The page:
Wednesday, 3 August 2011

On having a pretend wife

Last night I decided I was going to have a pretend Twitter wife. She could share my adventures, assist with my schemes and help inform my decisions whilst remaining completely hidden from view. Like Mrs. Columbo.

This was all going very well for several seconds, until I realised that as a very visual person, I was probably going to need at least a basic mental image of my pretend Twitter wife. People reading about her exploits in 140-character increments would surely start to get a mental picture of her, so the least I could do was to have one myself from the start of the project. After all, I owe her that much. After all, she is my pretend wife.

I decided that I can imagine myself with two different types of wife. One is a dreadful old harridan, like Flo Capp - all hair rollers, fag and rolling pin - who runs the rule over my every waking moment. The other is a woman who, when people saw me with her, would rail at the injustice of how such a plain, dumpy man could get such a beautiful wife. This wife is way out of my league, but finds me fascinating and charming enough that she puts up with my foibles with amused interest.

My initial thought - and this is probably very telling from the point of view of my still-fragile self esteem - is that I'd have an awful old fishwife of a wife. But that's when the trouble started. Because I had by this point also imagined the way-out-of-your-league wife and I was smitten. She was lovely. Kind, motherly, protective. Indulgent of my whimsy. I was in love.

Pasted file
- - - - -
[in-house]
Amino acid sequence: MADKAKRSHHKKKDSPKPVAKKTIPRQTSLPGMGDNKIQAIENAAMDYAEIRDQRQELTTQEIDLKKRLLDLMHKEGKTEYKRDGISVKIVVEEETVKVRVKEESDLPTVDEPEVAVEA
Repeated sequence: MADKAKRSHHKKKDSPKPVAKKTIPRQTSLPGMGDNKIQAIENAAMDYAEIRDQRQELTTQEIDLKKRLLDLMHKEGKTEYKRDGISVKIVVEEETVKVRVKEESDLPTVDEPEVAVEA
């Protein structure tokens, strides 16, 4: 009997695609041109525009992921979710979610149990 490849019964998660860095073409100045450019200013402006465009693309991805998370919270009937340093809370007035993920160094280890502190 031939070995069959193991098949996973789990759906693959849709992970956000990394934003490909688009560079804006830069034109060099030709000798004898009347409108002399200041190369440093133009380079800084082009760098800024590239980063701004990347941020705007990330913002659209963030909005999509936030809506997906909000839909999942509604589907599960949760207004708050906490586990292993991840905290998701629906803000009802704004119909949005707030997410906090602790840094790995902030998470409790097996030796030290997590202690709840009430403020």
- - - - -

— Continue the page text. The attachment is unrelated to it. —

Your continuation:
Alas, I'd gone and married this bloody awful harridan. Even in my own imagination, I was Howard from Last of the Summer Wine. What could I do? I felt it was probably too early in my pretend marriage to have an affair, but at the same time here I was on Twitter. I could maybe have a little play? It's only a bit of harmless fun.

At this point - this is now probably only a couple or three minutes after my original decision to have a pretend Twitter wife - the whole thing was doing my head in. I was trapped in a loveless but demonstrably fake marriage and about to ask the actual Lauren Laverne if she would show me her pants. It was time to abort.

But like Mr. Bernstein in Citizen Kane - and the woman he saw alighting the ferry with the little white parasol for no more than a second - I still think about that brief glimpse of my pretend Twitter wife who was way, way, out of my league. I will always love her.

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